So let me reiterate that it’s NOT the case that positive curvature is the ONLY ONE that gives “more area” for a fixed circumference. Negative curvature will also give “more area” within a given fixed circumference.

  3. paradoctor Says:

    Point taken about the radius. So for 2D surfaces, measured from inside, by radius, negative curvature gives more area, but measured from outside, by circumference, positive curvature gives more area. Interesting divergence. For 3D it is, respectively, radius, volume, and area.

  4. Alex Says:

    I checked out these comments on the web.

    On the curvature of surfaces, Wikipedia has a great practical application example for Pizza

    I also looked on

    But didn’t see anything that was exactly as you describe above.
    Do you have a link to an example on that site?

    I’ve got Mathematica Player, so I can run the examples, …even if I
    don’t fully understand them all.

  5. Rudy Says:

    I was wondering about the number of “ribs” in the breather pseudospheres, and what the lowest allowable number of ribs might be.


    Richard Palais responded with this image of breather pseudosphere with so few ribs as to be a Kuen surface and the text quoted below.

    ” Great Question ! !

    ” The breather surface has a parameter (called bb in the 3D-XplorMath version) that controls the “number” of ribs. Actually, for any choice of bb (in the allowed range 0 < bb < 1) there is really only a single rib that winds around the axis infinitely often while simultaneously winding around a circle in the plane perpendicular to the axis and centered on the axis; bb controls the relative rapidity with which the two windings occur. For certain values of bb, like 0.2, 0.4, 0.6, 0.8, the resulting "rib" is periodic, i.e., when it rotates once around the axis it returns to where it was, and in this case you get a nice clean surface. (Otherwise you get a mess unless you choose a relatively small parameter domain.) The version we use for the 3D-XplorMath icon (which you say has 22 ribs) corresponds to bb = 0.4.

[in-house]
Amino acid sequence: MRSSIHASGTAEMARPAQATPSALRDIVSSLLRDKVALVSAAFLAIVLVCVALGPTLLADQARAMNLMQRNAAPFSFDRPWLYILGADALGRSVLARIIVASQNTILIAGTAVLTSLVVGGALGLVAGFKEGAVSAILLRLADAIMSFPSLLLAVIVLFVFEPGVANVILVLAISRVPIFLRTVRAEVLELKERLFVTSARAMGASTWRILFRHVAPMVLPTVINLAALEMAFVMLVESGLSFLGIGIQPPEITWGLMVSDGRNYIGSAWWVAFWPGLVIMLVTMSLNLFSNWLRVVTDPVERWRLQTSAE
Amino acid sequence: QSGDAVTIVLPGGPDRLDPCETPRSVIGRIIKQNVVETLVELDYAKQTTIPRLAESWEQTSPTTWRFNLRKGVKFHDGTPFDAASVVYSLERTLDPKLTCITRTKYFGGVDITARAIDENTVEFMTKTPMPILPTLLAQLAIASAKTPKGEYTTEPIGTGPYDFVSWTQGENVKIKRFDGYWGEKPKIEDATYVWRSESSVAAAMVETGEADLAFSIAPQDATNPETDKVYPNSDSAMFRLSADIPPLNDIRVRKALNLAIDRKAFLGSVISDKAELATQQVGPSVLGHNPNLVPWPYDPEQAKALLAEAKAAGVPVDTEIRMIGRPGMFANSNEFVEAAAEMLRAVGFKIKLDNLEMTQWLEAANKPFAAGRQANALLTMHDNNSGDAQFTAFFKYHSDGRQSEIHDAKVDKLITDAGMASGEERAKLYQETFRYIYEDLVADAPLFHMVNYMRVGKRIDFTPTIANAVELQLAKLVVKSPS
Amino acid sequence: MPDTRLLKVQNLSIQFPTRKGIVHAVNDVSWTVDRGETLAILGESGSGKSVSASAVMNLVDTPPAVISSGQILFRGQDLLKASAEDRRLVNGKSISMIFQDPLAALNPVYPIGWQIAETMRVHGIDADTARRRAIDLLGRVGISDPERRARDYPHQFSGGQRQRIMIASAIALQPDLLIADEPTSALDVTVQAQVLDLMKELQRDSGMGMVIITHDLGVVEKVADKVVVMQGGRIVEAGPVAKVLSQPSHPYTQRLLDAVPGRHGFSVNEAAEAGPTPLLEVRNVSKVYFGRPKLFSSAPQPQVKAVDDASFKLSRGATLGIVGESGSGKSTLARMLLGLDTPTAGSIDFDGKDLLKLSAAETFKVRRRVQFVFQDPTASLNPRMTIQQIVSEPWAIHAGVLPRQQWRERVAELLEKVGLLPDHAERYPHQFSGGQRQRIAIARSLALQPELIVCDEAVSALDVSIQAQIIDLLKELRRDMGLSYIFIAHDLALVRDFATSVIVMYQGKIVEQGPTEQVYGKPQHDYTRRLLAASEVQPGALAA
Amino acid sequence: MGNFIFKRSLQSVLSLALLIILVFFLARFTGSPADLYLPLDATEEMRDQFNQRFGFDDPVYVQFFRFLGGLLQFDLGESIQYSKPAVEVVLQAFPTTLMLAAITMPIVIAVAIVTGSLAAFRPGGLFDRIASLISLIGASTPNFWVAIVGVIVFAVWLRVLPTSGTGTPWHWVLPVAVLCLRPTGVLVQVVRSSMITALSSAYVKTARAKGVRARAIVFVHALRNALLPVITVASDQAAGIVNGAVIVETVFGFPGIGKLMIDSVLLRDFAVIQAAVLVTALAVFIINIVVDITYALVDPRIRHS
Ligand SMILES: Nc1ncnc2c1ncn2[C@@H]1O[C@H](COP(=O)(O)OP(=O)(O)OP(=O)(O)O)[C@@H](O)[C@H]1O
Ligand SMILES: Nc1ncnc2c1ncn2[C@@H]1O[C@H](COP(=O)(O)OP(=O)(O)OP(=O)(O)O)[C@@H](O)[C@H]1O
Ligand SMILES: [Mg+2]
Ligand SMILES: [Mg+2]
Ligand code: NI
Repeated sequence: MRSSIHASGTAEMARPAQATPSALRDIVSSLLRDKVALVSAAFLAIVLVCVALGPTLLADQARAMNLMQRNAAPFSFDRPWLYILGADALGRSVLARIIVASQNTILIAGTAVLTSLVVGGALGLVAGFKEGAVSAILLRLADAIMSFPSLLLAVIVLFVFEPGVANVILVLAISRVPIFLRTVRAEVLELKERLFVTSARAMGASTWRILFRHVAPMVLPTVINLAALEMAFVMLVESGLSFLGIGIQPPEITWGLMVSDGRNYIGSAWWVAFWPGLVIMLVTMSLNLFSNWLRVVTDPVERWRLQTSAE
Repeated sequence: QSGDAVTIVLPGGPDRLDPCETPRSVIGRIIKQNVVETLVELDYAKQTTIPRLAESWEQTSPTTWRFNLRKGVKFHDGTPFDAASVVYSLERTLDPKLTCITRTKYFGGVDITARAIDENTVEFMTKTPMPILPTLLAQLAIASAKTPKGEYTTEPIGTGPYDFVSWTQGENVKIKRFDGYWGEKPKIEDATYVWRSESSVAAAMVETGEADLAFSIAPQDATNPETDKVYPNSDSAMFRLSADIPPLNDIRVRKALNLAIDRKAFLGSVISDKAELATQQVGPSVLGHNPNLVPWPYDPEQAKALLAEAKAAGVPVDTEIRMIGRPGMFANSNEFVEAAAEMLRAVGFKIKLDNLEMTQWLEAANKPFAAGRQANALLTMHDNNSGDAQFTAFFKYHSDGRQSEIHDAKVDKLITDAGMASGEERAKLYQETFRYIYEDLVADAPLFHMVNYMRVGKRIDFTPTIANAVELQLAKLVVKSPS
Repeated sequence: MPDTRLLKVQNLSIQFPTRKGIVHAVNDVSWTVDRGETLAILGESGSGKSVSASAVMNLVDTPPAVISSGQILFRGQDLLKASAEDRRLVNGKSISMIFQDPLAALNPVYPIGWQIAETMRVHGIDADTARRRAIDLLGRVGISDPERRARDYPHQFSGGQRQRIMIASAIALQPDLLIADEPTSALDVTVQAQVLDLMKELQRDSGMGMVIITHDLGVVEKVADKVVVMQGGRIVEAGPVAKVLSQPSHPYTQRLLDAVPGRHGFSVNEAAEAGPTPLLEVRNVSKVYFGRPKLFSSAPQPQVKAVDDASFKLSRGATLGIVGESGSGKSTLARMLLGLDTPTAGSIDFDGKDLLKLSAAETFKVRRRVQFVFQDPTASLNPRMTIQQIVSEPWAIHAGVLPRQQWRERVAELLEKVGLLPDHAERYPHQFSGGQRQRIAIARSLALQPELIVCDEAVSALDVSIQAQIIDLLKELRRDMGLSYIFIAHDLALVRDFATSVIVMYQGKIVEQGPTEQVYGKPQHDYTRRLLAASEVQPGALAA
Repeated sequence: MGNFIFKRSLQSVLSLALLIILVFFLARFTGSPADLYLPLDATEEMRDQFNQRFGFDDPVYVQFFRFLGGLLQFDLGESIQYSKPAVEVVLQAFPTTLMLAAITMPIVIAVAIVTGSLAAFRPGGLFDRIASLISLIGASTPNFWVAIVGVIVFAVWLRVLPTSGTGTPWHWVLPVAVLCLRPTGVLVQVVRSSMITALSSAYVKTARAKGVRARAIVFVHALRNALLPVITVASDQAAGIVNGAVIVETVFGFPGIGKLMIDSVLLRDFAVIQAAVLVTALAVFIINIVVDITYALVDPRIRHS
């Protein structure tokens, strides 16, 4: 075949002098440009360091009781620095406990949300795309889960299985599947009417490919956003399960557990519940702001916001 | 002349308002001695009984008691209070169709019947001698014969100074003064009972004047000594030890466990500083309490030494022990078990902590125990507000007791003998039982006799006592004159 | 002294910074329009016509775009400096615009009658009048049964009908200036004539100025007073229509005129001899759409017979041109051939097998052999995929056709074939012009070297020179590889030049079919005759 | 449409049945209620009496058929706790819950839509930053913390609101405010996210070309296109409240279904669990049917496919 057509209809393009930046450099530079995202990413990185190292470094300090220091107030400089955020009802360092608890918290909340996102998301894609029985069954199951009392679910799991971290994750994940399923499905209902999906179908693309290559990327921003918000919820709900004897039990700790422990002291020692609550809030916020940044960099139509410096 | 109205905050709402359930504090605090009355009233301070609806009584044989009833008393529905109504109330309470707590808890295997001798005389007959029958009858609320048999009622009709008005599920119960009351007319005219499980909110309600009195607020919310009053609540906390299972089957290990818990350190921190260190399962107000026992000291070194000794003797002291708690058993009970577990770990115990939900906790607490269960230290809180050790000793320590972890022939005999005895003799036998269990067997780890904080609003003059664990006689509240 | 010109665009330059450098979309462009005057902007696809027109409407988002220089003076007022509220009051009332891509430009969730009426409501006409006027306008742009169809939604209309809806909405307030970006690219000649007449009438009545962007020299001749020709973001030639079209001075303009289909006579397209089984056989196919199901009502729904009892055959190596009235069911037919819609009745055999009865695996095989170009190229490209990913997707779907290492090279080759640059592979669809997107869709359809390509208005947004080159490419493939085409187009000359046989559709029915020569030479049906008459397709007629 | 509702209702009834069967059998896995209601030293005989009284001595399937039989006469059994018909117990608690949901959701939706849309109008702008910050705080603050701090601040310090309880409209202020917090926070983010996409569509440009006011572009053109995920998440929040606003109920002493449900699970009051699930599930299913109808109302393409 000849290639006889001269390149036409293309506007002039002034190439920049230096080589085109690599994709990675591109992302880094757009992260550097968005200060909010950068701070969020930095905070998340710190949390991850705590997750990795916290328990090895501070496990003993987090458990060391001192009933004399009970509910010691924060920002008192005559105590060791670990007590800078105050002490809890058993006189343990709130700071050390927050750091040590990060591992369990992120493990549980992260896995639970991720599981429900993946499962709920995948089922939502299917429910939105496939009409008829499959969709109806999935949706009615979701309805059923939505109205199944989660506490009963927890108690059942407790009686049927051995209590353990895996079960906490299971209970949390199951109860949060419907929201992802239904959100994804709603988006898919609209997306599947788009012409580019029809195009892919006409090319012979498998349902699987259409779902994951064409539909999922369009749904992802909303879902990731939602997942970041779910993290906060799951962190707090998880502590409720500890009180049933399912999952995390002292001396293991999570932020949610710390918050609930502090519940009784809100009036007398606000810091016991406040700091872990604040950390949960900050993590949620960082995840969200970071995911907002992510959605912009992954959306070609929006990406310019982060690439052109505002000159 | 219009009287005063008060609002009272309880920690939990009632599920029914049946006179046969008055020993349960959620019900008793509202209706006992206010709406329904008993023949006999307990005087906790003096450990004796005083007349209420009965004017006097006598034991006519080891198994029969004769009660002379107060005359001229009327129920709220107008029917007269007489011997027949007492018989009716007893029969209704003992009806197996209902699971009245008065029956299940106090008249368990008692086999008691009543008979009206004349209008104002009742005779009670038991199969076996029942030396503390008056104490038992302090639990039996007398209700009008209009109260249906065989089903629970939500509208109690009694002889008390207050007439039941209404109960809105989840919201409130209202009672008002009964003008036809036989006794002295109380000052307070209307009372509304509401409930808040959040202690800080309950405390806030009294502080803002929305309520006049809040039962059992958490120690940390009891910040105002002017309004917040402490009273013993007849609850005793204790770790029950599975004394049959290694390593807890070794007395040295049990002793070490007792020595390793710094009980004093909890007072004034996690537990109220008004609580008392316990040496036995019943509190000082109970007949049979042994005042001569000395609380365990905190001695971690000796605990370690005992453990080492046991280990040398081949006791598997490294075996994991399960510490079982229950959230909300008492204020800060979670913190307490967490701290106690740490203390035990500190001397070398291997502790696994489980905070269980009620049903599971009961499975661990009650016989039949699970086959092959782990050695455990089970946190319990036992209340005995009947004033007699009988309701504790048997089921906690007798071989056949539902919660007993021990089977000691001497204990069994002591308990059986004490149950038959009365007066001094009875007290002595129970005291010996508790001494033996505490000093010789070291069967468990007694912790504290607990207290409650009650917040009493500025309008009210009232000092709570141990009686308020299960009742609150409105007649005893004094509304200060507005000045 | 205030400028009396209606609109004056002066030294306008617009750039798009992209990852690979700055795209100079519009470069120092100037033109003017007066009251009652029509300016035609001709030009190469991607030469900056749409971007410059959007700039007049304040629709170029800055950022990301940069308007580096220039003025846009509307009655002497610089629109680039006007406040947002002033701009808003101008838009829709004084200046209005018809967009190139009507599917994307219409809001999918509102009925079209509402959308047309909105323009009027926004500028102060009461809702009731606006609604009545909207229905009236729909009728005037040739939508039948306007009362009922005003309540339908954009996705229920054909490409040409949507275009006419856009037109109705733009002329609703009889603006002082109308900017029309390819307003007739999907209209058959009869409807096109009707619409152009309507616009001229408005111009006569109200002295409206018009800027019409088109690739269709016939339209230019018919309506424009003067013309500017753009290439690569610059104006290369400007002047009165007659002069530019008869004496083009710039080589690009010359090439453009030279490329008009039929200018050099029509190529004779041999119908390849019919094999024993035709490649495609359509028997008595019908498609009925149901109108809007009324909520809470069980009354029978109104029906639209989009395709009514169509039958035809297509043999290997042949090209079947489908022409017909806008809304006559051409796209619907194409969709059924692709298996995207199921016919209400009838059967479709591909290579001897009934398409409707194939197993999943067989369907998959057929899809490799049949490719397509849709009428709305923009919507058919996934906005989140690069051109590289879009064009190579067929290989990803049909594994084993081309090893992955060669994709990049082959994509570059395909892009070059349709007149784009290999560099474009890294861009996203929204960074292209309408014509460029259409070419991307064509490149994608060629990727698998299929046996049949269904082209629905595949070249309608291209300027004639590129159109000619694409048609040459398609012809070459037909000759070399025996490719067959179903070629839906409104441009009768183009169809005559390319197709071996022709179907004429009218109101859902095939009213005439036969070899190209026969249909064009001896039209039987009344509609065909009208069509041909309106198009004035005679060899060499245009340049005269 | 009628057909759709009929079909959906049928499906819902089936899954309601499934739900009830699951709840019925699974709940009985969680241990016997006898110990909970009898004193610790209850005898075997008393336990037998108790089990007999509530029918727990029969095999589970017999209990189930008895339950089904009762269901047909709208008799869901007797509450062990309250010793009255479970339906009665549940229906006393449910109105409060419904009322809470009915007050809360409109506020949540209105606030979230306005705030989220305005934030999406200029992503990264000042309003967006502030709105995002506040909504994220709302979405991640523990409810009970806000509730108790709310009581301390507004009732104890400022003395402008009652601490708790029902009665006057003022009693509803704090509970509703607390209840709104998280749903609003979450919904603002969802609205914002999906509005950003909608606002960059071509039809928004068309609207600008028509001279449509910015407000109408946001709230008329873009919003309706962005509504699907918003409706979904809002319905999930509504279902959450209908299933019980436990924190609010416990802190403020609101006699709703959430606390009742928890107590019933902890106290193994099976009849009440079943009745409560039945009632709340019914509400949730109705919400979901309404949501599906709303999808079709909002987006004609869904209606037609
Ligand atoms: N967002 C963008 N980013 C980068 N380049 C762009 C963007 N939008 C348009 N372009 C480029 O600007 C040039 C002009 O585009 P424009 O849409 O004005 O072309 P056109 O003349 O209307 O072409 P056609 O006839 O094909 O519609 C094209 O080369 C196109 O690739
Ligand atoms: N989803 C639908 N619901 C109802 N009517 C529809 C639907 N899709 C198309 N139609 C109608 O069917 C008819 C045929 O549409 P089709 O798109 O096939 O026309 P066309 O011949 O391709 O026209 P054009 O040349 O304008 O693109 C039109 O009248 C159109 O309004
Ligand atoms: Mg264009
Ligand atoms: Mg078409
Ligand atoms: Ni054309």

" For some reason I had never looked at what happens when bb is close to 1, although it is natural to wonder about that. So when you asked your question, I put bb = 0.995, and almost jumped out of my seat---for what 3D-XplorMath put on my screen was clearly a piece of the Kuen Surface, and after I adjusted the size of the parameter rectangle appropriately it became the standard version of Kuen. I have named it "BreatherAsKuen". I have never seen it mentioned anywhere that Kuen is a "special case" of Breather, and a quick Google search didn't turn anything up, so perhaps this is a new observation. Anyway, thanks for asking thw question."


    Neil Bickford sent me a link to various versions of the pseudosphere as a short animation.

    A video of the pseudosphere being wrapped with varying numbers of ribs arrived from Paul Nylander as well.